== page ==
Butterfly pea (Clitoria ternatea) is a unique perennial and leguminous plant that produces brightly colored flowers that can be used as a pH-dependent natural food colorant in culinary and cosmetic preparations. Butterfly pea is commonly propagated from seed. Because of the increased interest in its commercial applications, effective production techniques are necessary to ensure consistent and successful commercial production. The objective of this research was to determine the influence of the substrate type and temperature on butterfly pea germination. Two substrate types (rockwool and commercial soilless substrate mix) and three temperatures (70, 80, and 90 °F) were evaluated to determine their effects on germination of butterfly pea seed. Collected and calculated germination data included germination capacity (G), mean germination time (MT), coefficient of variation of the germination time (cv t), mean germination rate (MR), uncertainty of the germination process (U), and synchrony of the germination process (Z). Differences were observed among substrate temperatures for the MT, cv t, and MR values, with germination greater at both 70 and 80 °F than at 90 °F. Similarly, significant differences among substrate types were observed for the G, MT, cv t, and MR values, with germination of seeds in rockwool outperforming seeds in soilless substrate mix. Because of the high priority for successful and uniform germination in commercial plant production operations, the results suggest that commercial germination of butterfly pea would be best in rockwool at 70 °F. Results of this study can be used for the commercial production of butterfly pea, for which propagation from seed is the primary means of plant production.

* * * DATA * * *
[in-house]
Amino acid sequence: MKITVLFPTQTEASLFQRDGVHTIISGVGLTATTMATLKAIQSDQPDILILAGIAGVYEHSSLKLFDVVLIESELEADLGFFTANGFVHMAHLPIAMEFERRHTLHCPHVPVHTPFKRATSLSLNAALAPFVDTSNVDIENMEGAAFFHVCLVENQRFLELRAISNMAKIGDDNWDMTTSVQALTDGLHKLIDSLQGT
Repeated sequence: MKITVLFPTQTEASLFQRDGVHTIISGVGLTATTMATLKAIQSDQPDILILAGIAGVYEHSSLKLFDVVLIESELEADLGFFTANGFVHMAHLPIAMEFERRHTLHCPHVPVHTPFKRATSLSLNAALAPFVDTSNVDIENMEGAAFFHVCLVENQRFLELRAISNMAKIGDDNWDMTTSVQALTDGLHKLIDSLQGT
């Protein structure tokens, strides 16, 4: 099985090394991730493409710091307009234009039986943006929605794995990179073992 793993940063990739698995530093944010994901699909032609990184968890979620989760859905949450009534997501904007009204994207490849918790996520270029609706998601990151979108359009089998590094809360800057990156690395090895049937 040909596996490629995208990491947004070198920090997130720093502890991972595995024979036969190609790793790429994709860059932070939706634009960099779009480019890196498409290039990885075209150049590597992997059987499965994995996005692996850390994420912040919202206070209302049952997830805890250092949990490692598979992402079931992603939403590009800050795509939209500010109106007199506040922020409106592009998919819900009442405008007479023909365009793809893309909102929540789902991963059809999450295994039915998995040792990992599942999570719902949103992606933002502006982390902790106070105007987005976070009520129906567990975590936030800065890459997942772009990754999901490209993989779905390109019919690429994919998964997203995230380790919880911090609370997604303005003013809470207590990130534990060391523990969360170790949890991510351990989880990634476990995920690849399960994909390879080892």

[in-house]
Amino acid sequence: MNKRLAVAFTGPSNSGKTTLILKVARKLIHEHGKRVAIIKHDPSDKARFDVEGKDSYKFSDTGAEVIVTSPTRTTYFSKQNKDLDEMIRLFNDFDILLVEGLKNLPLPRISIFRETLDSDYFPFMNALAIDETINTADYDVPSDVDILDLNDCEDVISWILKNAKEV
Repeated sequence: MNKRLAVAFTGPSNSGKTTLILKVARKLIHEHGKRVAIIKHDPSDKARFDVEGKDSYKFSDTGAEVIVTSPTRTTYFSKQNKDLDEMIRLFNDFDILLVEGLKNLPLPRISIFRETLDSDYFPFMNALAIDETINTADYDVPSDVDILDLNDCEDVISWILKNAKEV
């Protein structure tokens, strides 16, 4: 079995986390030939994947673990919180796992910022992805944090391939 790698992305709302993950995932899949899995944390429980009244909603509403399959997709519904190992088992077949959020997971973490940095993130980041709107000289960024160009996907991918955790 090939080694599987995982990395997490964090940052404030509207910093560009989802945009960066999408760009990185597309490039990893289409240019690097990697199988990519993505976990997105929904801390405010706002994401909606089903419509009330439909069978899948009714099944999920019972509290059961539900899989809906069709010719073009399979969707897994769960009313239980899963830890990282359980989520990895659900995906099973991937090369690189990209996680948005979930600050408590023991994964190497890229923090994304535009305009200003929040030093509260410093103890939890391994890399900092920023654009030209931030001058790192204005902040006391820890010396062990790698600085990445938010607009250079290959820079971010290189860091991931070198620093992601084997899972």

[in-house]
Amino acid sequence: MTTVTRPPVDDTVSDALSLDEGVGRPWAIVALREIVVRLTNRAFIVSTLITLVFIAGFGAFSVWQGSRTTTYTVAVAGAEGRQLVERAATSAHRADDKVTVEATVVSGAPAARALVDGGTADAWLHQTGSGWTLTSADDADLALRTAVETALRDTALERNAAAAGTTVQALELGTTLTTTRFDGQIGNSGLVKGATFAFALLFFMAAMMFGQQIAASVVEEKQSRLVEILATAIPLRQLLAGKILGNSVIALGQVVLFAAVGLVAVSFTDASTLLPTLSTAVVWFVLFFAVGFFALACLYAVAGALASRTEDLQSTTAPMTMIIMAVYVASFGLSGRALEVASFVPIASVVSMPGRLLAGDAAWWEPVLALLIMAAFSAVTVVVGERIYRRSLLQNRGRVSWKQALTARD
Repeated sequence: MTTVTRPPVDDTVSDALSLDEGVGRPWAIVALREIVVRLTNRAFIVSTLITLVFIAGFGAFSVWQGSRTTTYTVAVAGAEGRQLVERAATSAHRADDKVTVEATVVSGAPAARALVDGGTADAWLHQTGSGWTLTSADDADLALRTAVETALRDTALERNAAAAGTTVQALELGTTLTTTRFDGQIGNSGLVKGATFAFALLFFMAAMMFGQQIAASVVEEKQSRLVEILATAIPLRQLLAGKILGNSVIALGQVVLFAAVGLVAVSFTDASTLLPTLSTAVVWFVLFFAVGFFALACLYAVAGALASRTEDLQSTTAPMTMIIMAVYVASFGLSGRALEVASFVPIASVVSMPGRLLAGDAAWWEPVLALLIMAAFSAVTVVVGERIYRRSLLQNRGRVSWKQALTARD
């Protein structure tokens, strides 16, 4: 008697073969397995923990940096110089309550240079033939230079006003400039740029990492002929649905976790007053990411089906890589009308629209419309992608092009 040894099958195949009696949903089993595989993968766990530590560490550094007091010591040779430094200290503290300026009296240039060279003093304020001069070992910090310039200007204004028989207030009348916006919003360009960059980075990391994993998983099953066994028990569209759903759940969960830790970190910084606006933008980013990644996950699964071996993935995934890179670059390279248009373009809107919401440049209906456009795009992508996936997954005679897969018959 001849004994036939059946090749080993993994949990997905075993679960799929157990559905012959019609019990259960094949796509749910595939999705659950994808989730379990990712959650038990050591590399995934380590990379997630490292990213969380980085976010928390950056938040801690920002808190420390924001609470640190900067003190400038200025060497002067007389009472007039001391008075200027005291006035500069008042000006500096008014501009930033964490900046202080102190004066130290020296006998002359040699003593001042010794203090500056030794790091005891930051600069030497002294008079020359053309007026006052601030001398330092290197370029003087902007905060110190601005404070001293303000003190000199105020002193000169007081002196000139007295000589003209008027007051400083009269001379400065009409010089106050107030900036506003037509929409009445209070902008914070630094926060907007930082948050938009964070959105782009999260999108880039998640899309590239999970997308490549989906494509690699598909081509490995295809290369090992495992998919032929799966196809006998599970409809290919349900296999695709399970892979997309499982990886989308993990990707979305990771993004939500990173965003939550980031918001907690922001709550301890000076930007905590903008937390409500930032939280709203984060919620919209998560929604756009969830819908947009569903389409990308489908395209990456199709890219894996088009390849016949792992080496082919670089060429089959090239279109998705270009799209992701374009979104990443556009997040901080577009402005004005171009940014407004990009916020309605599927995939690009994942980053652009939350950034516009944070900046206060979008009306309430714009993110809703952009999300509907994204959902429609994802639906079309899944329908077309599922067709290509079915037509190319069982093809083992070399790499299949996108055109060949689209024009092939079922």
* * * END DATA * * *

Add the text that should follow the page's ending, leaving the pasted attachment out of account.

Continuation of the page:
Baby primrose (Primula forbesii) is a newly cultivated and valuable ornamental plant with great market potential for both indoor and landscape use. As a container plant, baby primrose has long, weak flower stalks that can easily lodge, resulting in poor-quality plants, especially during transportation. To control plant height and subsequently prevent flower peduncle lodging, we investigated the effects of two plant growth regulators (PGRs), chlormequat chloride (CCC) at 0, 250, 500, or 750 ppm and uniconazole (UNI) at 25, 50, or 75 ppm on growth, development, and flowering of two cultivars of baby primrose, Fragrant Luolan and Red Star. Plant growth regulators at the proposed concentrations were applied twice throughout the experiment. Both PGRs significantly suppressed plant height in both cultivars, with a 16% to 27% reduction by CCC and 50% to 59% by UNI compared with untreated plants. Among CCC-treated groups, plants were shortest when CCC was applied at 500 ppm; plant height was suppressed more when treated with UNI. In both cultivars, UNI significantly suppressed the first, second, and third peduncle lengths. Furthermore, CCC affected peduncle length, but to a lesser extent than UNI. Plant growth regulator applications generally had little effect on flower characteristics of baby primrose. Neither PGRs influenced the inflorescence number and flower size; however, PGRs did increase the number of floral whorls and suppressed pedicel length of ‘Red Star’. New leaf growth was suppressed by both PGRs. In addition, peduncle cell length and width were both significantly suppressed by PGR applications. We concluded that two foliar applications of UNI at 25 ppm comprised the most effective method of controlling baby primrose plant height while maintaining desirable flower traits at a relatively low production cost. Results of this study provide guidance for techniques that can be used to effectively control the plant height of potted baby primrose for commercial greenhouse production.